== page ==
How Lifewater Tests Water Quality
For over 40 years, making a lasting change has been foundational to the work at Lifewater. Serving others with excellence, the way we would want to be treated, is also central to the mission.
Water quality testing is one of the most tangible ways we can make sure our commitment to long-term transformation and quality care is being realized in every village.
Water quality testing has been part of the process of building safe water sources since Lifewater was founded more than 40 years ago. But in recent years, we have updated and improved the process to provide better, more actionable data.
In years past, Lifewater would construct or rehabilitate a water source (well, spring cap, rain water harvesting tank) then take a water sample to the country’s national laboratory to ensure the new water source was in keeping with the national standards. This process required that water samples be delivered to the laboratory within 24 hours (to ensure accuracy) which was very challenging coming from remote and rural locations.
The problem: the water was tested only once, at the completion of a new water source. This meant there was no way to determine if water sources were continuing to provide safe water after initial work was completed.
Today, Lifewater adheres to the World Health Organization’s (WHO) guidelines for rural water quality testing as well as national standards. To achieve these guidelines, it’s important to test regularly in remote, hard-to-reach places.
Field Water Test Kit (In a Backpack)
In an effort to serve more people with perpetually safe water, we needed a way to test water with frequency, one which was simple enough to utilize in remote villages that don’t have access to electricity (much less laboratories), and sophisticated enough to test for harmful bacteria and pathogens.
Lifewater’s water quality testing kit fits into one backpack. Five of the items include:
- Portable incubator
- Hach Test Strips
- Del Agua Turbidity Tube
- Sample cup (100 mL)
- LoviBond EC Meter
In total, there are 22 items that fit into compartments in our travel water-testing kit, each playing a part in allowing Lifewater WASH Technicians to conduct on-site testing 1-2 times per year following project completion.
The lightweight, portable backpacks serve as a field-friendly form of water monitoring, as our staff are usually riding motorcycles to access rural villages. With a portable incubator, we can accurately test for harmful strains of E coli, bacteria that have been particularly difficult to identify in the past.
“Because the poor often don’t have a choice about the level of service that they receive, we should give them the absolute best.”
The ability to test on-site is what WASH Engineer Jon Viducich calls the “gold standard for water quality testing.” This is because, when water samples are taken to a lab, there are endless possibilities for contamination and human error. Samples can be shaken up and get oxygen in them that alters the pH, break and spill on bumpy roads, or sit too long in a lab, which also has the potential to alter results.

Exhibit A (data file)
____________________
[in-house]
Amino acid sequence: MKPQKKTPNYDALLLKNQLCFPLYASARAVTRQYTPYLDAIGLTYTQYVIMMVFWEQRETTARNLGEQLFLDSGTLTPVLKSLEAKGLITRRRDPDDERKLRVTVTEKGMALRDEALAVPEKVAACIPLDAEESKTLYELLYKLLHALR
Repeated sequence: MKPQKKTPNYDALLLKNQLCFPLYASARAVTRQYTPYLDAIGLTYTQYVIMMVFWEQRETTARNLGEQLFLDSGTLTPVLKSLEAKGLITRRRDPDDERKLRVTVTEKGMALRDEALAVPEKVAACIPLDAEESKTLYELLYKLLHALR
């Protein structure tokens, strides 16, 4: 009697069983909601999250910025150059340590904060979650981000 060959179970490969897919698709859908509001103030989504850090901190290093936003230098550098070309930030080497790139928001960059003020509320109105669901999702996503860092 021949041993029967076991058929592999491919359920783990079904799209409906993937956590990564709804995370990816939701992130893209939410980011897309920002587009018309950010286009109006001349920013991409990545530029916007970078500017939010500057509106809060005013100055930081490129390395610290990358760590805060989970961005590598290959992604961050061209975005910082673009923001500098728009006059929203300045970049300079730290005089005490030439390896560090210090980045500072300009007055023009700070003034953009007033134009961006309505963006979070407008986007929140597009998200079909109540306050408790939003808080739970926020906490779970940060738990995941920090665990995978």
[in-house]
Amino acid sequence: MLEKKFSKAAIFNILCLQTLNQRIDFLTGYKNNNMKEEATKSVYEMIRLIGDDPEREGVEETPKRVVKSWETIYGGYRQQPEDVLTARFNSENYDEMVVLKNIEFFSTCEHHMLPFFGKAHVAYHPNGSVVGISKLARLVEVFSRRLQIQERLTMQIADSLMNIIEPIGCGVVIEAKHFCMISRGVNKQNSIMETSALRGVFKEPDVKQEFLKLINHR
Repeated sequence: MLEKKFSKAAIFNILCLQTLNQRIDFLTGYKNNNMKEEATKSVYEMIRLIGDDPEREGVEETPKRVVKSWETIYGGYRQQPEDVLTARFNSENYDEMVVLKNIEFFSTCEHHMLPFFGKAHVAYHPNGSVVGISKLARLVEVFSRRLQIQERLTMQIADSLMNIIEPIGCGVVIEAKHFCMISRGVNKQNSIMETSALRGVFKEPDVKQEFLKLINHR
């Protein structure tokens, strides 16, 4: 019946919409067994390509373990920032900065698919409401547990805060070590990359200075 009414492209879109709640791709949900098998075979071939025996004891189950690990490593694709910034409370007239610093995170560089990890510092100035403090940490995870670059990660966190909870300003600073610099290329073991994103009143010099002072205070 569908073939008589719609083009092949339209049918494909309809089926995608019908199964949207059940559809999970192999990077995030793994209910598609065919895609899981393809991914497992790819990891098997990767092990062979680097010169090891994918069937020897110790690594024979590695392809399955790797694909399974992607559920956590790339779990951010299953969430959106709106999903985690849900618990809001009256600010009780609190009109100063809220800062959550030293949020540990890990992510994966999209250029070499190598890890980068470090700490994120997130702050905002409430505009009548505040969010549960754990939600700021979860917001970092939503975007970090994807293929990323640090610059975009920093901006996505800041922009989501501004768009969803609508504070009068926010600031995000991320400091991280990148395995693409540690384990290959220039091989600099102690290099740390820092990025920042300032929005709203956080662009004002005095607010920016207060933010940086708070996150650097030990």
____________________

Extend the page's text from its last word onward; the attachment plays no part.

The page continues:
With on-site testing, we can:
- Get the results faster than we could if waiting for results from a national lab
- Operate in a cost-efficient manner that meets WHO’s international standards for rural water quality
- Validate the results from the national lab with our own testing
With a step-by-step simplified water testing system, Lifewater is able to test water more frequently and more readily while still adhering to national and international standards for safe water. The results? More people served with quality water, year after year. All results are monitored in real-time from the field.
The Caddisfly Mobile App Facilitates Water Testing
Akvo Caddisfly is a mobile app that our WASH Technicians use to monitor water quality. By taking photos of the test strips on the specialized app, there is much less margin for human error in determining results.
That information is then stored in our cloud-based system, giving the organization immediate access to updates on the status of our programs globally.
Our engineers analyze that data with the technical team and leadership in each country to determine quality and consistency.
Dr. Pamela Crane-Hoover, Chief of WASH Engineering, said, “We’re able to look at [water quality] over time and say not only was it good then, when we constructed the well, but it’s good now.”
Prior to water quality testing, Lifewater engineers are taking every precautionary measure—like casing and lining wells and building a concrete apron around the pump to divert surface water—to prevent public health problems from developing.
Nevertheless, on-site testing gives villages a confirmation that their children are not at risk for waterborne illness from the local water source, and that Jesus cares about their health.
Water Quality Testing and Gospel News
Lifewater WASH Engineer Sarah Young cited water quality testing as a way of affirming the good news of the gospel.
“People’s health is important, both spiritual and physical. Through water quality testing, we’re showing that God loves them,” she said. “We’re walking alongside families for the improvement of their health and water quality testing is one tool in that process.”
Water quality testing also allows our staff to verify that the community is happy with their water. Does it taste right? Smell right? It gives Lifewater the opportunity to have ongoing conversations with communities.
WASH Engineer Jon Viducich said, “Something I’m really passionate about is the idea that, because the poor often don’t have a choice about the level of service that they receive, we should give them the absolute best. That’s the level of service that people we serve deserve.”
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